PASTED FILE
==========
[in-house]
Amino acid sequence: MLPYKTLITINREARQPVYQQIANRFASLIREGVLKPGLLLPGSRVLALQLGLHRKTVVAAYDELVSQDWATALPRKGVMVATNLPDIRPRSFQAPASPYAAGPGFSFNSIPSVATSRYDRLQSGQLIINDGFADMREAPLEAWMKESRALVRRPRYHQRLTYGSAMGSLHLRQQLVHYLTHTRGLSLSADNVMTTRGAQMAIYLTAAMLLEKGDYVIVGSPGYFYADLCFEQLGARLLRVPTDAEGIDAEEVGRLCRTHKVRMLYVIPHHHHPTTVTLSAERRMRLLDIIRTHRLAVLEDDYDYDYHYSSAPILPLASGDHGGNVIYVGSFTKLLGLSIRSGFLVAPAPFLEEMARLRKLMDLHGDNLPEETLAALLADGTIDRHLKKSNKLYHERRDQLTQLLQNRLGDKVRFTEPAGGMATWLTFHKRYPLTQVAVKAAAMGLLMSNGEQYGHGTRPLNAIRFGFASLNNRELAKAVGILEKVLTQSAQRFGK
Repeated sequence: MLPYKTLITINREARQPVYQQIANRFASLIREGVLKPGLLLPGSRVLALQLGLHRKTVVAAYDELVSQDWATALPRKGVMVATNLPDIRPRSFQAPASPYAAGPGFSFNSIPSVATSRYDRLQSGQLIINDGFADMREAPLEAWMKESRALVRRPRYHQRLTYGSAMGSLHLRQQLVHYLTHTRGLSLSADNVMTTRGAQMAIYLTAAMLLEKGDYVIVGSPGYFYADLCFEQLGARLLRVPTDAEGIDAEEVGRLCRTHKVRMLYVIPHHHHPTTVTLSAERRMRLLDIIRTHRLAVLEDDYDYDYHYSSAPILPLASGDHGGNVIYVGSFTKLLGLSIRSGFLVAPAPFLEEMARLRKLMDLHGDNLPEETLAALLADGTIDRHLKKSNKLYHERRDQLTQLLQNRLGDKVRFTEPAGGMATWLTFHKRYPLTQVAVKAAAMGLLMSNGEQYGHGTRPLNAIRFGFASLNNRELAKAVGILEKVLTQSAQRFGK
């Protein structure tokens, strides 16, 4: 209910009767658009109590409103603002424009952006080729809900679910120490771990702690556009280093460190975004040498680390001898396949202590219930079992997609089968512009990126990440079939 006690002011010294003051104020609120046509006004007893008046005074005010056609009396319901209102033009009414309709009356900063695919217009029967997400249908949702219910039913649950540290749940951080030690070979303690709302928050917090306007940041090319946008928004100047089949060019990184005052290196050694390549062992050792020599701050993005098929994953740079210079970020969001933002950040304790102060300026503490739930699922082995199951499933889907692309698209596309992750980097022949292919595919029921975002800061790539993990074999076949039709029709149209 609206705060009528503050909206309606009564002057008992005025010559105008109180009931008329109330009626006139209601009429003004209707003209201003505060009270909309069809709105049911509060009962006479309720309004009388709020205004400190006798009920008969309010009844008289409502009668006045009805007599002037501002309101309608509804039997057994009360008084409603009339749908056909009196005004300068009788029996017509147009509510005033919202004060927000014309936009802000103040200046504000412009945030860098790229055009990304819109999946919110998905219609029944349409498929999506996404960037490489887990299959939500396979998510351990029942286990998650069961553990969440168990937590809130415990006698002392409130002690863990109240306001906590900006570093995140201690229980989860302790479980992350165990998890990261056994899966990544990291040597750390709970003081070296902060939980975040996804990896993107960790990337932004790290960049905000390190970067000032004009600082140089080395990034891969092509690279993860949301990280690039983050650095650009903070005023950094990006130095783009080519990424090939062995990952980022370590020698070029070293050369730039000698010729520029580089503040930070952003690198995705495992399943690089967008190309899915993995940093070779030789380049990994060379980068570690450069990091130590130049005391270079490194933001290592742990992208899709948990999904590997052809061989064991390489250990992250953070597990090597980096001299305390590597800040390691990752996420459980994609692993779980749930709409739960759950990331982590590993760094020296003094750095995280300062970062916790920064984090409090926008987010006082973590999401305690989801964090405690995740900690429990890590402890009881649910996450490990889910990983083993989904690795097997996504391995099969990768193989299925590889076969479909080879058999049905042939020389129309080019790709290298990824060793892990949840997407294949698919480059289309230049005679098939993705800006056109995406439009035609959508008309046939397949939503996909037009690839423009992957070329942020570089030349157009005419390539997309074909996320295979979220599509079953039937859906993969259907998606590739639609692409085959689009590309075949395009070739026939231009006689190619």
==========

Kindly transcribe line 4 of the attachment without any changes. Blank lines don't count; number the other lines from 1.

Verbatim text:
């Protein structure tokens, strides 16, 4: 209910009767658009109590409103603002424009952006080729809900679910120490771990702690556009280093460190975004040498680390001898396949202590219930079992997609089968512009990126990440079939 006690002011010294003051104020609120046509006004007893008046005074005010056609009396319901209102033009009414309709009356900063695919217009029967997400249908949702219910039913649950540290749940951080030690070979303690709302928050917090306007940041090319946008928004100047089949060019990184005052290196050694390549062992050792020599701050993005098929994953740079210079970020969001933002950040304790102060300026503490739930699922082995199951499933889907692309698209596309992750980097022949292919595919029921975002800061790539993990074999076949039709029709149209 609206705060009528503050909206309606009564002057008992005025010559105008109180009931008329109330009626006139209601009429003004209707003209201003505060009270909309069809709105049911509060009962006479309720309004009388709020205004400190006798009920008969309010009844008289409502009668006045009805007599002037501002309101309608509804039997057994009360008084409603009339749908056909009196005004300068009788029996017509147009509510005033919202004060927000014309936009802000103040200046504000412009945030860098790229055009990304819109999946919110998905219609029944349409498929999506996404960037490489887990299959939500396979998510351990029942286990998650069961553990969440168990937590809130415990006698002392409130002690863990109240306001906590900006570093995140201690229980989860302790479980992350165990998890990261056994899966990544990291040597750390709970003081070296902060939980975040996804990896993107960790990337932004790290960049905000390190970067000032004009600082140089080395990034891969092509690279993860949301990280690039983050650095650009903070005023950094990006130095783009080519990424090939062995990952980022370590020698070029070293050369730039000698010729520029580089503040930070952003690198995705495992399943690089967008190309899915993995940093070779030789380049990994060379980068570690450069990091130590130049005391270079490194933001290592742990992208899709948990999904590997052809061989064991390489250990992250953070597990090597980096001299305390590597800040390691990752996420459980994609692993779980749930709409739960759950990331982590590993760094020296003094750095995280300062970062916790920064984090409090926008987010006082973590999401305690989801964090405690995740900690429990890590402890009881649910996450490990889910990983083993989904690795097997996504391995099969990768193989299925590889076969479909080879058999049905042939020389129309080019790709290298990824060793892990949840997407294949698919480059289309230049005679098939993705800006056109995406439009035609959508008309046939397949939503996909037009690839423009992957070329942020570089030349157009005419390539997309074909996320295979979220599509079953039937859906993969259907998606590739639609692409085959689009590309075949395009070739026939231009006689190619």